Sunday, February 18, 2018

Conservative Ship of Tools

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The unstoppable zombie

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The Lolita for Life
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The crack dealer
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The other zombie
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The Princess
Champagne Siphon Fiction has been pushing all your buttons, and you want to fall for the big-eyed waif, but wait... These political lobbyists aren't the crew that Fr. de Valk founded. They've spawned a jack-booted parade of Nazi mind-slaves with brainwashing techniques refined since Josef Goebbels' crack at world dominion. The present conservative anarchy echoes the conditions that brought Adolph Hitler to power. Time to slap the power cut-off, turn off the money spigot, and rip the madmen away from the steering wheel. You owe it to the kids. They're the ones who will have to live through this wreck.

Saturday, February 17, 2018

Halton board occasional teacher facing sex-related charges


An occasional teacher who instructed at more than one school within the Halton public school board is facing a slew of sex-related charges involving children.

Waterloo Regional Police says that on Feb. 14, as a result of an ongoing investigation by its Cybercrime Branch — Internet Child Exploitation Unit, a search warrant was executed at a Kitchener home, following contact from the National Child Exploitation Coordination Centre regarding allegations that a male was exploiting children over social media platforms.

Waterloo investigators say officers seized digital devices.

Police say there are three alleged victims, ranging in age from 8-12.

Victor Ly, 32, of Kitchener is charged with three counts of luring a child, three counts of possession of child pornography, two counts of making sexually explicit material available to a child and extortion.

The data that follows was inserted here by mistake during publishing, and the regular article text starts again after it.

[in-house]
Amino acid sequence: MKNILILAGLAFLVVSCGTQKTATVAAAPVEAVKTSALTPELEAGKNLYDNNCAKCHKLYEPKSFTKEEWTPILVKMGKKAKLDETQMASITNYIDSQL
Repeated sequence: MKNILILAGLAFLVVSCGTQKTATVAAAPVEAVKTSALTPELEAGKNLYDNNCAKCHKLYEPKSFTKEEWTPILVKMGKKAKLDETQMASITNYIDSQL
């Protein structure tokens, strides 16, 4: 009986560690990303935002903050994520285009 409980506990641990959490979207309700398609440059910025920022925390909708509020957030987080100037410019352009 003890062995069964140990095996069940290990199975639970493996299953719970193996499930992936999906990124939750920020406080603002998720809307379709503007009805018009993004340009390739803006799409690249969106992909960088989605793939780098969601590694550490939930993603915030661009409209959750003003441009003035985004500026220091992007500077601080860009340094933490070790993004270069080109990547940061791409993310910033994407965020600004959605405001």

Waterloo police say that at the time of his arrest Ly was an occasional teacher with the Halton District School Board.

They say he also has experience teaching in Waterloo Region private schools as well as internationally.  (more...)



Province halts Toronto Catholic board's controversial land deal

accountability Catholic education politics seniors immigration

The province has stepped in to block a controversial North York redevelopment that would have housed a Catholic high school and the storied Columbus Centre under one roof.

The $70-million proposal, which sparked months of protests and public feuding in the neighbourhood, was a joint venture between the Toronto Catholic board and Villa Charities Inc., which runs the Columbus Centre.

Opposition reached a fever pitch within months of the announcement last spring among those fearing it would mean the demolition of the centre, built 40 years ago by the Italian community and considered a vital part of its history.

But the province, which allocated $32.8 million to the Catholic board in 2011 for a new high school, drew the line on Wednesday, saying it won’t provide funds for any project that will destroy the Columbus Centre.  (more...)


Background:

Are the Canada Revenue Agency tax evasion raids a public relations exercise?

accountability transparency business corruption crime politics tax evasion money laundering offshore shell companies

OTTAWA, February 15, 2018 – Tax experts say yesterday’s highly public raids by the Canada Revenue Agency, in connection with Panamanian law firm Mossack Fonseca and the Panama Papers data leak, are “incredibly rare,” and they question whether the CRA’s “extraordinary measures” are an exercise in public relations.

“While I agree that the public needs to know that tax enforcement is taking place, I can't help but think this news release is largely a PR exercise,” says tax lawyer and accountant David Rotfleisch of Toronto-based Rotfleisch & Samulovitch. “After two years, three search warrants are served. Is this really significant news?”

On Wednesday, approximately 30 criminal investigators from the CRA, assisted by the RCMP and local police officials, executed search warrants in Calgary, West Vancouver and the Greater Toronto Area. In a press release, the CRA stated that, during the course of an offshore tax evasion criminal investigation, it “identified a series of transactions involving foreign corporations and several transfers through offshore bank accounts used allegedly to evade taxes.”

CBC News reporter Zach Dubinsky told national viewers on Wednesday that, “For offshore tax evasion cases, experts tell us it’s incredibly rare that the CRA takes the kind of extraordinary measures we see in a more typical criminal investigation. If you ask the CRA, they’ll tell you that they have already executed a number of search warrants with respect to the Panama Papers. But I’ve pressed for details on that for more than a year now and have never been able to verify any of their claims.”  (more...)